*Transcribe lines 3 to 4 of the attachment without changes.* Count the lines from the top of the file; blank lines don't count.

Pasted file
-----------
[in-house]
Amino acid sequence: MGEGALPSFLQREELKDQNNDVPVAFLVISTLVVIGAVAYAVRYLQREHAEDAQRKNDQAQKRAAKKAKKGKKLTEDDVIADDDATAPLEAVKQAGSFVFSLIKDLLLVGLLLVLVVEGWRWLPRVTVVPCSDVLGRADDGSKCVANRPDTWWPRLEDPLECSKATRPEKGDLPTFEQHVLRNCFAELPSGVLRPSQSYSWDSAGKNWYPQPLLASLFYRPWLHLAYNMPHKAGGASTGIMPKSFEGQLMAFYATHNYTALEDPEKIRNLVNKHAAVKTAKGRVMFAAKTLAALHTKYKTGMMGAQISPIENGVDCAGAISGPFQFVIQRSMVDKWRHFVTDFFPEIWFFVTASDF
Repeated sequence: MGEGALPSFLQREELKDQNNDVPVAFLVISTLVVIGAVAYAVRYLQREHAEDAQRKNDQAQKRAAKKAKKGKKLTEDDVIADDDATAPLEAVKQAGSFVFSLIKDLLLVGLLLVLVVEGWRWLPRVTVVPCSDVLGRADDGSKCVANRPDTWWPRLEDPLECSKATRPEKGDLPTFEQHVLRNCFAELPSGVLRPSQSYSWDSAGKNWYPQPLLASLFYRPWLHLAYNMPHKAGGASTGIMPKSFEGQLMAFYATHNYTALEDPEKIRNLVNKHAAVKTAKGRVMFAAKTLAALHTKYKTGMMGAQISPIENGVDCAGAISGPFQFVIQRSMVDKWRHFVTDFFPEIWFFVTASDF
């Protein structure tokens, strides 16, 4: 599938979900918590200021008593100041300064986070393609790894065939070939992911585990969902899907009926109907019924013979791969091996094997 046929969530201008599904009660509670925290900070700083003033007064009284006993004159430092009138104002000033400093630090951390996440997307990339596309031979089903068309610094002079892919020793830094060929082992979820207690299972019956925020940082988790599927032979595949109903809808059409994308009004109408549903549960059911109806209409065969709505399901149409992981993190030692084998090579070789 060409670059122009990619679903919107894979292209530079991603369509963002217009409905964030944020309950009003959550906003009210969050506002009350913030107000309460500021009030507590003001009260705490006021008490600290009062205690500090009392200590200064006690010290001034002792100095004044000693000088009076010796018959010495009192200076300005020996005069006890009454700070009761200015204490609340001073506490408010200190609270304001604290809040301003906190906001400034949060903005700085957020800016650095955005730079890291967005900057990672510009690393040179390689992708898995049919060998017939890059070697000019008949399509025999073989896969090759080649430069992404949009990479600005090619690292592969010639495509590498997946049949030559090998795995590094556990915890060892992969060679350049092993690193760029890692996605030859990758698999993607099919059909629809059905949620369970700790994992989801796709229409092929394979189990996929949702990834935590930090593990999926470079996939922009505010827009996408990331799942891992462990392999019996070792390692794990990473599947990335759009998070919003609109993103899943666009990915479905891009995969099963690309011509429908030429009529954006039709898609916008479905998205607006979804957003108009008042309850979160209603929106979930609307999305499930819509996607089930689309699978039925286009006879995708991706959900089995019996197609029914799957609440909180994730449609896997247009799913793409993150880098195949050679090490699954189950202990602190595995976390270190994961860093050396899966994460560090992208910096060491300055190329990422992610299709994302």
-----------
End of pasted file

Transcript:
Repeated sequence: MGEGALPSFLQREELKDQNNDVPVAFLVISTLVVIGAVAYAVRYLQREHAEDAQRKNDQAQKRAAKKAKKGKKLTEDDVIADDDATAPLEAVKQAGSFVFSLIKDLLLVGLLLVLVVEGWRWLPRVTVVPCSDVLGRADDGSKCVANRPDTWWPRLEDPLECSKATRPEKGDLPTFEQHVLRNCFAELPSGVLRPSQSYSWDSAGKNWYPQPLLASLFYRPWLHLAYNMPHKAGGASTGIMPKSFEGQLMAFYATHNYTALEDPEKIRNLVNKHAAVKTAKGRVMFAAKTLAALHTKYKTGMMGAQISPIENGVDCAGAISGPFQFVIQRSMVDKWRHFVTDFFPEIWFFVTASDF
């Protein structure tokens, strides 16, 4: 599938979900918590200021008593100041300064986070393609790894065939070939992911585990969902899907009926109907019924013979791969091996094997 046929969530201008599904009660509670925290900070700083003033007064009284006993004159430092009138104002000033400093630090951390996440997307990339596309031979089903068309610094002079892919020793830094060929082992979820207690299972019956925020940082988790599927032979595949109903809808059409994308009004109408549903549960059911109806209409065969709505399901149409992981993190030692084998090579070789 060409670059122009990619679903919107894979292209530079991603369509963002217009409905964030944020309950009003959550906003009210969050506002009350913030107000309460500021009030507590003001009260705490006021008490600290009062205690500090009392200590200064006690010290001034002792100095004044000693000088009076010796018959010495009192200076300005020996005069006890009454700070009761200015204490609340001073506490408010200190609270304001604290809040301003906190906001400034949060903005700085957020800016650095955005730079890291967005900057990672510009690393040179390689992708898995049919060998017939890059070697000019008949399509025999073989896969090759080649430069992404949009990479600005090619690292592969010639495509590498997946049949030559090998795995590094556990915890060892992969060679350049092993690193760029890692996605030859990758698999993607099919059909629809059905949620369970700790994992989801796709229409092929394979189990996929949702990834935590930090593990999926470079996939922009505010827009996408990331799942891992462990392999019996070792390692794990990473599947990335759009998070919003609109993103899943666009990915479905891009995969099963690309011509429908030429009529954006039709898609916008479905998205607006979804957003108009008042309850979160209603929106979930609307999305499930819509996607089930689309699978039925286009006879995708991706959900089995019996197609029914799957609440909180994730449609896997247009799913793409993150880098195949050679090490699954189950202990602190595995976390270190994961860093050396899966994460560090992208910096060491300055190329990422992610299709994302």